H is for hardstone

On 28 May 2020, by La Gazette Drouot

Pliny the Elder attributed its invention to the Greeks. Fifteen hundred years later, the popularity of hardstone marquetry extends beyond architecture into the realm of furniture and the decorative arts. But the technique itself, which is costly and laborious, never changed.

Porphyry tabletop by Carlieri, 1816, Opificio delle Pietre dure, Florence.
© A.-M. Minvielle

The chromatic richness of stones has always aroused wonder. The development of tools to work them opened the way to the exploitation of this mineral palette introduced during Antiquity with opus sectile: a decorative technique consisting of juxtaposing different pieces of marble. Rediscovered with Roman archaeological revelations of the late 16th century, this delicate art embellished the finest Roman interiors and tabletops. The Farnese Table is probably the most outstanding prototype. The countless geometric variations that characterize Roman production during the second half of the 16th century testify to the variety of motifs imagined by the architects, or drawn from a re-emerging ancient vocabulary. This highly identifiable Roman style was produced by numerous workshops, which did not sign their output.

Many of these tables were considered as exquisite as hardstone vases. In addition, the rarity of these stones made such furniture eminently appropriate for royal and aristocratic collections. The very complexity of the technique, which has remained unchanged to the present day, only added to its extraordinary value.

Firstly, the model designed was transferred to tracing paper. Then stones, with shades and patterns corresponding to the desired effects for each design, were sliced into thin sheets three or four millimeters thick. The cutting tool used, rather like a wooden bow, had a taut wire covered in abrasive substance. Once cut, the sheets were glued to a slate support to strengthen them. Then the elements on the tracing paper were applied, and the bow was used again to cut out the desired forms. The resulting puzzle was then assembled with rosin or beeswax. Finally, the design was once again traced and reproduced on the marble base. Each motif was hollowed out so those hardstone elements could be slotted in. These were glued on the back, while the front was carefully polished with agate and emery paper, and then waxed.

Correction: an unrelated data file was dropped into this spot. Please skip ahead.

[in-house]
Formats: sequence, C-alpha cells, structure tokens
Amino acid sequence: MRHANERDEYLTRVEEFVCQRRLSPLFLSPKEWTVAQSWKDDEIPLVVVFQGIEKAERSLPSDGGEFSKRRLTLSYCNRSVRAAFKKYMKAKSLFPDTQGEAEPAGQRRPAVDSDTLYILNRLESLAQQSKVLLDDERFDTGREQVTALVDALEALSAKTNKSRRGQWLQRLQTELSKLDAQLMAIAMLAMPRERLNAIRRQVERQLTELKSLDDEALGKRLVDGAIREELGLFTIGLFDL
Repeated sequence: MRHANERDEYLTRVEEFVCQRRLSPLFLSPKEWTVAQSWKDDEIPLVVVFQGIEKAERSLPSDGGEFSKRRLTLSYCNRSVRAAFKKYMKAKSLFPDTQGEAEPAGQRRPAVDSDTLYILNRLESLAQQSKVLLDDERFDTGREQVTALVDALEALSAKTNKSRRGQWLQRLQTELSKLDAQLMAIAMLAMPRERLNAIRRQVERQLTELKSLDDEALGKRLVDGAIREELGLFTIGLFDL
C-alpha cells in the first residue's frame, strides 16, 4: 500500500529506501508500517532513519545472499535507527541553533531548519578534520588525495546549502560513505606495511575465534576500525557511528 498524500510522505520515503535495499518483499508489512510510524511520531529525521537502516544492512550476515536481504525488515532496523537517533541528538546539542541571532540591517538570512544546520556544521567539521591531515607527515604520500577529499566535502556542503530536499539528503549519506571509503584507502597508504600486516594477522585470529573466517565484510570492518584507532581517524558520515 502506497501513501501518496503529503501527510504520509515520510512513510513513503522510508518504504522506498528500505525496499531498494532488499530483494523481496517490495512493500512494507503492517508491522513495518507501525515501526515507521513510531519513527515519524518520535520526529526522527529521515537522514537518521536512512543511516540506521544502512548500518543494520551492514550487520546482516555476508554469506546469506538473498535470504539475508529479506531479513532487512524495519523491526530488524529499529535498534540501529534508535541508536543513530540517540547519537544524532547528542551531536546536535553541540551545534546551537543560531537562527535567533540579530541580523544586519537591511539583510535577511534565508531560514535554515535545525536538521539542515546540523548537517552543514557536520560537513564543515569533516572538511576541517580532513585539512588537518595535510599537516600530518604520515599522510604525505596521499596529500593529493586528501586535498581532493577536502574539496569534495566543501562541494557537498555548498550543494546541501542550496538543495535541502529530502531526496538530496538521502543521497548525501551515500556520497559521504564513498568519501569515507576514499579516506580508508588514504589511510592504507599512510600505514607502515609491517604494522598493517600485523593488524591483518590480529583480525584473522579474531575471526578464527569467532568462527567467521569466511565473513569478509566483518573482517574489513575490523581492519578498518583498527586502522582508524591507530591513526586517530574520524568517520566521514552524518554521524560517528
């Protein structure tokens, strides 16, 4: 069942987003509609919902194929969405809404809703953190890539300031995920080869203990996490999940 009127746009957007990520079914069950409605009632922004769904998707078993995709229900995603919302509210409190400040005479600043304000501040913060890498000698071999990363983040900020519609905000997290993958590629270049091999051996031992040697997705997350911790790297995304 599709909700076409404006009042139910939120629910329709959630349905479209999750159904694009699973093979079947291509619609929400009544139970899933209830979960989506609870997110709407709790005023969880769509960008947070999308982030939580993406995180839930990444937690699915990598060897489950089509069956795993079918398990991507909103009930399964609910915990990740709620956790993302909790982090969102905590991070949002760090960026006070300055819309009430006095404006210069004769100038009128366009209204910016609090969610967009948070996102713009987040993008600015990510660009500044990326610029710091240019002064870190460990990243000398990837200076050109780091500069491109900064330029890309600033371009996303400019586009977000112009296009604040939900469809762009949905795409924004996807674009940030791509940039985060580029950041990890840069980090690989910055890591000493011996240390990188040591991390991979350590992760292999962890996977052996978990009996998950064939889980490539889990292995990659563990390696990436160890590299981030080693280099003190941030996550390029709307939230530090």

In the late 16th century, Florentine work took a different direction, replacing marble with gemstones and abandoning geometry for an adaptation to contemporary painting. It soon became known as "Florentine mosaic". The mineral art aroused a passion in Cosimo I and above all Ferdinand I that led to the creation of the Opificio delle pietre dure in 1588. These workshops entirely dedicated to commesso – the name given to this "painting in stones" – aimed to use the polychromy of minerals to rival painting and, like it, to treat a wide range of subjects from portraits to landscapes, including biblical subjects. In the 17th century, Tuscan taste prefered fruit-laden branches and multicoloured birds, before moving on to vedute and historical scenes in the 18th century. The Medicis dazzled European courts with these works, which coveted these priceless works - offered as diplomatic gifts. Workshops were founded by European monarchs to lure craftsman away, like Rudolph of Habsburg (1552-1612) in Prague, and Charles III (1716-1788) in Naples (where Neoclassicism reigned supreme) and then in Madrid, where the Buen Retiro workshops produced virtuosic trompe-l’œil pieces.

France succumbed to the art under Louis XIV (1638-1715). The Gobelins workshop welcomed several Italian craftsmen, including the Megliorini brothers. The king, who possessed Europe's richest collection of hardstone vases (with a thousand pieces), developed a passion for these inlaid panels, intended for ceremonial furniture. In 1680, however, his majesty tired of them and the workshop closed its doors in 1715. At the major sales of the royal furnishings in 1741 and 1752, marchands merciers treated the hardstone panels in the same way as those embellished with Boulle marquetry. The panels were cut up and reused, eventually undergoing a glorious rebirth with the arrival of the Neoclassical taste. Florence continued to lead the way, and the Opificio constantly supplied appreciative art lovers. In the 18th and 19th centuries, commesso began to appear on jewellery boxes. Later, it was imitated in a cheaper version using scagliola, glass or coloured wax. By the end of the 19th century it had run its course; the Opificio stopped producing it and devoted itself to restoring the finest pieces of pietre dure, which it continues to do today. It also houses an important museum dedicated to this art.

Worth seeing: The marble and hardstone floral tabletop created in Florence in 1668, now in the Musée du Louvre's collections and currently on loan to Louvre-Lens.

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